Lending to increase as confidence grows: Lending is expected to rise this year after the economy proved more robust than forecasters previously expected, new projections show. The Times reports that total bank loans are expected to rise by 1.2% in 2023, reflecting an extra £29bn in lending, upgraded from a 0.1% fall that was forecast in February, amid growing confidence that Britain will avoid a recession. The EY Item Club, the forecasting group, said bank lending was set to rise by a further 2.1% in 2024 as confidence among businesses and consumers continued to improve. The combination of stronger economic growth, falling inflation and the sharp drop in wholesale gas prices has boosted optimism among businesses that conditions will continue to improve this year. Last autumn, the Office for Budget Responsibility, the government’s tax and spending watchdog, warned of the biggest fall in living standards since the Second World War. The UK narrowly avoided a recession last year and consumer spending has held up better than expected, partly because of government energy bill subsidies that capped the average household energy bill at £2,500 a year. Anna Anthony, UK financial services managing partner at EY, said enthusiasm about the economic outlook “should be measured, in the short term at least. UK banks continue to face a tough environment, with historically low lending growth rates. However, the sector is in a strong capital position and continues to provide support to customers, businesses and the wider economy”. The Item Club also expects mortgage lending to rise by 1.2% this year, climbing to 1.8% in 2024 and to 2.7% in 2025. Its previous quarterly forecasts, published in February, projected a marginal rise of 0.4%. A rise in consumer confidence and a lack of a significant tightening in lending criteria have boosted activity in recent months. Mortgage approvals rose to 52,011 in March, according to the Bank of England. Lending by banks to businesses is still expected to contract by 0.8% this year, but the decline is much smaller than previously expected.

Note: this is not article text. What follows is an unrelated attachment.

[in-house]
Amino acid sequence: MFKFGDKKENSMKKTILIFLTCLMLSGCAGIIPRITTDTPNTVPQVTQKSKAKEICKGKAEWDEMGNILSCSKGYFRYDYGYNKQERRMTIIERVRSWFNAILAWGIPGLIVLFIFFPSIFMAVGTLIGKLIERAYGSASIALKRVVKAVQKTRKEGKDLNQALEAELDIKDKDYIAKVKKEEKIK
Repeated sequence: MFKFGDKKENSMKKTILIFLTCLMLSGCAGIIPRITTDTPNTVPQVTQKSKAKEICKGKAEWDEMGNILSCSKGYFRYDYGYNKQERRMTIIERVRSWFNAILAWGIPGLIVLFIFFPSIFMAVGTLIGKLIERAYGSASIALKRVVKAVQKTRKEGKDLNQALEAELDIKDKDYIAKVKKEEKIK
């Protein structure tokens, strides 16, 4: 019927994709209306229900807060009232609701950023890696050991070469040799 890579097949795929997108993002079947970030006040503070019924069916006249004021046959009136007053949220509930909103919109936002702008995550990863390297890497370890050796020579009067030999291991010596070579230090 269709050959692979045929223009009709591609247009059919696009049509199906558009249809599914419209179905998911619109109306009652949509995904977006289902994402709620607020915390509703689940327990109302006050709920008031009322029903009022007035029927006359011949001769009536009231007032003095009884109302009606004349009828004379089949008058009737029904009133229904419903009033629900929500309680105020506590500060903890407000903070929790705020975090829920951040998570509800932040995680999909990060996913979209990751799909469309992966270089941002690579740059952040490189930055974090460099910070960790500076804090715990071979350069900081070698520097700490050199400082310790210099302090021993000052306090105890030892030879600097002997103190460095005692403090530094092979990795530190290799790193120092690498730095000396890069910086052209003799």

Costly food here to stay, warns National Farmers’ Union: Higher food prices are here for the foreseeable future, the head of the National Farmers’ Union has warned before a meeting at No 10. The “farm to fork” talks, attended by supermarkets, food companies and farmers, were promised by Rishi Sunak during last year’s Tory party leadership contest. Minette Batters, president of the NFU, told The Times consumers in many other European countries were paying much more for food but “with the cost-of-living crisis, nobody wants to [talk] about people being forced into paying more”. She said: “I don’t see the situation changing any time soon. While the war in Ukraine continues, pressure on gas prices is going to remain higher.” Batters said she had found it impossible to get food to register with the former leaders Boris Johnson and Liz Truss. But she said Sunak “had rapidly moved the dial on”. “I hope that this marks the start of government taking food seriously, and putting domestic food security on the same level as what it has done with energy security,” she said. The NFU wants a pledge to make the UK 60% self-sufficient in food. It currently stands at 54%. Conservationists said there would be no food security without protecting nature. Gas prices matter for farmers because natural gas is a key component in the production of fertiliser and UK electricity generation is still mostly dominated by gas plants.